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Army biometric applications [electronic resource] : identifying and addressing sociocultural concerns / John D. Woodward, Jr. ... [et al.].

Contributor(s): Woodward, John D., Jr | United States. Army | Arroyo Center.
Material type: TextTextPublisher: Santa Monica, CA : Rand, 2001Description: 1 online resource (xxviii, 185 p.) : ill.ISBN: 083303250X (electronic bk.); 9780833032508 (electronic bk.); 0833029851; 9780833029850.Subject(s): United States. Army -- Personnel management | Biometric identification -- United States | TECHNOLOGY & ENGINEERING -- Military Science | HISTORY -- Military -- OtherGenre/Form: Electronic books. | Electronic books.Additional physical formats: Print version:: Army biometric applications.DDC classification: 355.6/1 Online resources: EBSCOhost
Contents:
Preface; Figures; Tables; Summary; Acknowledgments; Acronyms Chapter One: INTRODUCTION; Chapter One: INTRODUCTION; Chapter Two: A PRIMER ON BIOMETRIC TECHNOLOGY; Chapter Three: WHAT CONCERNS DO BIOMETRICS RAISE AND HOW DO THEY DIFFER FROM CONCERNS ABOUT OTHER IDENTIFICATION METHODS; Chapter Four: WHAT STEPS CAN THE ARMY TAKE TO ADDRESS THESE CONCERNS?; Chapter Five: WHAT IS THE FEASIBILITY OF A NATIONAL BIOMETRIC CENTER?; Chapter Six: CONCLUSIONS AND RECOMMENDATIONS; A. BIOMETRICS: A TECHNICAL PRIMER; B. PROGRAM REPORTS.
Summary: Every human possesses virtually infallible forms of identification. Known as biometrics, examples include fingerprints. The US Army has undertaken an assessment of how it can use biometrics to improve security, efficiency and convenience. This report examines the sociocultural concerns that arise.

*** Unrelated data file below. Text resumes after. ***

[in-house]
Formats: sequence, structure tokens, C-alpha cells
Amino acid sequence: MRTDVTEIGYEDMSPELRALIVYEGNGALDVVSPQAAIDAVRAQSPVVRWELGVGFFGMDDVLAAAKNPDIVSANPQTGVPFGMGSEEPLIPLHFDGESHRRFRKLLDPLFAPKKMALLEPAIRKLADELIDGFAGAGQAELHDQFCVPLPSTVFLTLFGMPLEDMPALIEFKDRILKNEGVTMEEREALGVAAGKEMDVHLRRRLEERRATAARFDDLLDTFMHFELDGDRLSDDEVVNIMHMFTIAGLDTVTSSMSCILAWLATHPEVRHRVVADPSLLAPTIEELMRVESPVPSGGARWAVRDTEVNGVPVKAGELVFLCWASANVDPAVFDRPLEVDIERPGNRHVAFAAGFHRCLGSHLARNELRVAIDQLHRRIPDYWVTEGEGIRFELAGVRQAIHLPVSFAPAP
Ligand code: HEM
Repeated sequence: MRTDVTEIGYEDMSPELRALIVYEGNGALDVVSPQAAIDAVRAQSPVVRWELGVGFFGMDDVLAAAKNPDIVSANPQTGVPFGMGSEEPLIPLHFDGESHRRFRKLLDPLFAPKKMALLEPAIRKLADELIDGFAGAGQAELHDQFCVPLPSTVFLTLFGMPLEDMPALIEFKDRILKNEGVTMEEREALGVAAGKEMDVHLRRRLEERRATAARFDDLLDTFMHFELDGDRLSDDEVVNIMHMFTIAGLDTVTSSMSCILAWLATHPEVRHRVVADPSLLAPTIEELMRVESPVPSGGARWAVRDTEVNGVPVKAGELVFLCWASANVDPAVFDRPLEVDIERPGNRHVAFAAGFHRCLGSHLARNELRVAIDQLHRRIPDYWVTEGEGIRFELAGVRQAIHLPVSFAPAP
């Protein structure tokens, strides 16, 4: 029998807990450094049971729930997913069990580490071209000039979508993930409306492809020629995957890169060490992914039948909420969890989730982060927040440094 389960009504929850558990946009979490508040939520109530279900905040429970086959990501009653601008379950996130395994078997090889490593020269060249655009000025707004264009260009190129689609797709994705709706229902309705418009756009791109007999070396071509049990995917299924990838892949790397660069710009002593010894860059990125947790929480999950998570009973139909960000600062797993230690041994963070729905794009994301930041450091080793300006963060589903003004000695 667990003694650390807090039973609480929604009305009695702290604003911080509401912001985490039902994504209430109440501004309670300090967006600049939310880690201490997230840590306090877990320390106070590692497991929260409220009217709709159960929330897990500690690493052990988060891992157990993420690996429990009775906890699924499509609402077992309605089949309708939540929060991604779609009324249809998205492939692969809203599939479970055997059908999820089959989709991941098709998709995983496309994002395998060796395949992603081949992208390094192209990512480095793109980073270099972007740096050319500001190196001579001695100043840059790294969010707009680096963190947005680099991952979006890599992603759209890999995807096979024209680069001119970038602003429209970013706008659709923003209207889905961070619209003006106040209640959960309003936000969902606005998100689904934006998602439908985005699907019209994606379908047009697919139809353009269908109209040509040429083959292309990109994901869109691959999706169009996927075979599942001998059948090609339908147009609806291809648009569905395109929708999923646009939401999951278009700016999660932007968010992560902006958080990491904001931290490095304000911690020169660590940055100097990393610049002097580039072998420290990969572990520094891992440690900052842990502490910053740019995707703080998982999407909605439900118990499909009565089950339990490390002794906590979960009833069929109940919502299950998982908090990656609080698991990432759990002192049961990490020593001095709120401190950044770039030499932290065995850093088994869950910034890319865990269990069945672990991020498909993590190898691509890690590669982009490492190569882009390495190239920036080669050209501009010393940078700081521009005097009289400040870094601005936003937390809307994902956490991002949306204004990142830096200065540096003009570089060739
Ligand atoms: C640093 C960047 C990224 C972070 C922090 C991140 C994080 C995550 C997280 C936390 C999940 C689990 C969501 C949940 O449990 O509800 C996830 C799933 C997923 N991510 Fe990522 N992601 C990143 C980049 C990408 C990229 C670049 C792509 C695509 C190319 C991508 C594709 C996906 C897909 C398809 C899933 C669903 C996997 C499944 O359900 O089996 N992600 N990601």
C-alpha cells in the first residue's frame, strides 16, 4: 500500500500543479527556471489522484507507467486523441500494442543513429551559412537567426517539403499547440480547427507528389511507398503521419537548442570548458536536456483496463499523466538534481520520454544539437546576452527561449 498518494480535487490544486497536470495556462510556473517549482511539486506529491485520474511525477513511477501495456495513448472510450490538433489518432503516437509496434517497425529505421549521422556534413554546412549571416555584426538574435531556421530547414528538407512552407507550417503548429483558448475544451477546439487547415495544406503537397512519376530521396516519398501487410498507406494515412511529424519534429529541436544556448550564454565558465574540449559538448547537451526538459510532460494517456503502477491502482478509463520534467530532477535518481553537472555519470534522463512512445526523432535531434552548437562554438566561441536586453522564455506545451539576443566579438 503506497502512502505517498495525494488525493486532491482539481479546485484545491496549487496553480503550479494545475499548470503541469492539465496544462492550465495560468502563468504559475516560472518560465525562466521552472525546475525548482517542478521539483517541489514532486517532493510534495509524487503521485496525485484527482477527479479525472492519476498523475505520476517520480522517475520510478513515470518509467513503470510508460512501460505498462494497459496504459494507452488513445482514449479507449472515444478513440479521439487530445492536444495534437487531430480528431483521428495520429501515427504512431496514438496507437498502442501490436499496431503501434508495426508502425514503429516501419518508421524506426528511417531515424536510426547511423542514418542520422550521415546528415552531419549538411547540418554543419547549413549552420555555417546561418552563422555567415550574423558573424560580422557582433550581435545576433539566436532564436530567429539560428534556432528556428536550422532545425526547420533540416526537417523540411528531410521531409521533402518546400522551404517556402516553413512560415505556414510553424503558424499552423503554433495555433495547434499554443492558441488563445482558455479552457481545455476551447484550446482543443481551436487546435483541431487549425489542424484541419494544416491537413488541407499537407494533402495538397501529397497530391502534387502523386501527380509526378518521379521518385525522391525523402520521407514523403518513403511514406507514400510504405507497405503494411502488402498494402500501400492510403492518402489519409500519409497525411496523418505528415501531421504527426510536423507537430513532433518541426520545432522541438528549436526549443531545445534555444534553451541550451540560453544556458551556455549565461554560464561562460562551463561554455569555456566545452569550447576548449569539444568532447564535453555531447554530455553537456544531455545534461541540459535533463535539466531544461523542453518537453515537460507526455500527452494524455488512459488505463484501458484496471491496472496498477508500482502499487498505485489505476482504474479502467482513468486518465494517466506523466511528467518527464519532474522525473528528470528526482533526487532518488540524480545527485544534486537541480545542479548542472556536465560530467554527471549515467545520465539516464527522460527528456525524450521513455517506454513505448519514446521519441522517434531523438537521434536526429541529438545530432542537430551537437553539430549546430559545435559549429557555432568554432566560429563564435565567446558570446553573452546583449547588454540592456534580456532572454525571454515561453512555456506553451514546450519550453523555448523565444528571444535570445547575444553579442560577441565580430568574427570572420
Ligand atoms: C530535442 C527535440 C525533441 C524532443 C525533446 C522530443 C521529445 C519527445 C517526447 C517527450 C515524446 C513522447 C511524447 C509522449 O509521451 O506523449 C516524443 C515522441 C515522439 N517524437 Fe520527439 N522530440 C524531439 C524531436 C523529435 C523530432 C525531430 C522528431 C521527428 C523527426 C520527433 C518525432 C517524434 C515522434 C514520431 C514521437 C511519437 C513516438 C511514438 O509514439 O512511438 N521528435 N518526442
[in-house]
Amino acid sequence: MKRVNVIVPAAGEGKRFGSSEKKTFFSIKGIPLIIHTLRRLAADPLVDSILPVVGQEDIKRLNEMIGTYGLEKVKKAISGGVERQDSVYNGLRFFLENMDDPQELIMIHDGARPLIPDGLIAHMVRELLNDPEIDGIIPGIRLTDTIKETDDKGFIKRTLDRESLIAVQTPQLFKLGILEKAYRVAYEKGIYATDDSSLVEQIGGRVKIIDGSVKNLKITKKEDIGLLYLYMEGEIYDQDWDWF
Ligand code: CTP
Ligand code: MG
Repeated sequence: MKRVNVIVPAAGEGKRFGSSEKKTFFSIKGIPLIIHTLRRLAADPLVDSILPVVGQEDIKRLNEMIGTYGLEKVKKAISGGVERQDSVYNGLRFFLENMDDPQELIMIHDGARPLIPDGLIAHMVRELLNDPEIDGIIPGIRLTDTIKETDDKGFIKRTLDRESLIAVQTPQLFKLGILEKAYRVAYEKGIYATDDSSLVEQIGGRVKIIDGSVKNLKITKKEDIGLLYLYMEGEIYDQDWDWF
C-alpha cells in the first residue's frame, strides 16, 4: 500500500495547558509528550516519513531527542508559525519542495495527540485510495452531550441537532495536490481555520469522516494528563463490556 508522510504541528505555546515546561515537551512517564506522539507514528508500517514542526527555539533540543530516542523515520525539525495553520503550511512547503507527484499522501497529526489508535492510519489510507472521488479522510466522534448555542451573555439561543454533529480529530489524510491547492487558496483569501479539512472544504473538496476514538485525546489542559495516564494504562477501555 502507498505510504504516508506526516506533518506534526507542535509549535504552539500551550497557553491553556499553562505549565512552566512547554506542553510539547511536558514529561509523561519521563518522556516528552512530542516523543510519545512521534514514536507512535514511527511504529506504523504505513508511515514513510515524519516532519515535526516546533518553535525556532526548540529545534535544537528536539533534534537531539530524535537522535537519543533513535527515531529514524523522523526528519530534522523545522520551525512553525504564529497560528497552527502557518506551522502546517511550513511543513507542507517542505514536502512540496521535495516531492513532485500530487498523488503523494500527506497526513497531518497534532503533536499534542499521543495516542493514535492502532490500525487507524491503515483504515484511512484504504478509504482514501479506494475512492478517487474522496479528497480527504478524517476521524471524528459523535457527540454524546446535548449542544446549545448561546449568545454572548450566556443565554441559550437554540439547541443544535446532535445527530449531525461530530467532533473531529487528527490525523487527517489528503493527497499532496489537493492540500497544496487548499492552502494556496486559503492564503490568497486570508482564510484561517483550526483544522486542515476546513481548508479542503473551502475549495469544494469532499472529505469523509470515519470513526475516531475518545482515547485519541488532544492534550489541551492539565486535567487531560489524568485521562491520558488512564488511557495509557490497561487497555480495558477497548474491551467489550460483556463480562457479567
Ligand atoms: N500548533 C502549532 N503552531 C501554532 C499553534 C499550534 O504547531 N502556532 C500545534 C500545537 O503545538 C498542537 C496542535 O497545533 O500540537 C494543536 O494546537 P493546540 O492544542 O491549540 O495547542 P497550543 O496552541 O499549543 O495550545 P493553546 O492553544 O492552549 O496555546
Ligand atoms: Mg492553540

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"Prepared for the United States Army."

"Arroyo Center."

"MR-1237."

Includes bibliographical references (p. 173-185).

Preface; Figures; Tables; Summary; Acknowledgments; Acronyms Chapter One: INTRODUCTION; Chapter One: INTRODUCTION; Chapter Two: A PRIMER ON BIOMETRIC TECHNOLOGY; Chapter Three: WHAT CONCERNS DO BIOMETRICS RAISE AND HOW DO THEY DIFFER FROM CONCERNS ABOUT OTHER IDENTIFICATION METHODS; Chapter Four: WHAT STEPS CAN THE ARMY TAKE TO ADDRESS THESE CONCERNS?; Chapter Five: WHAT IS THE FEASIBILITY OF A NATIONAL BIOMETRIC CENTER?; Chapter Six: CONCLUSIONS AND RECOMMENDATIONS; A. BIOMETRICS: A TECHNICAL PRIMER; B. PROGRAM REPORTS.

Every human possesses virtually infallible forms of identification. Known as biometrics, examples include fingerprints. The US Army has undertaken an assessment of how it can use biometrics to improve security, efficiency and convenience. This report examines the sociocultural concerns that arise.

Description based on print version record.

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Army biometric applications ©2001
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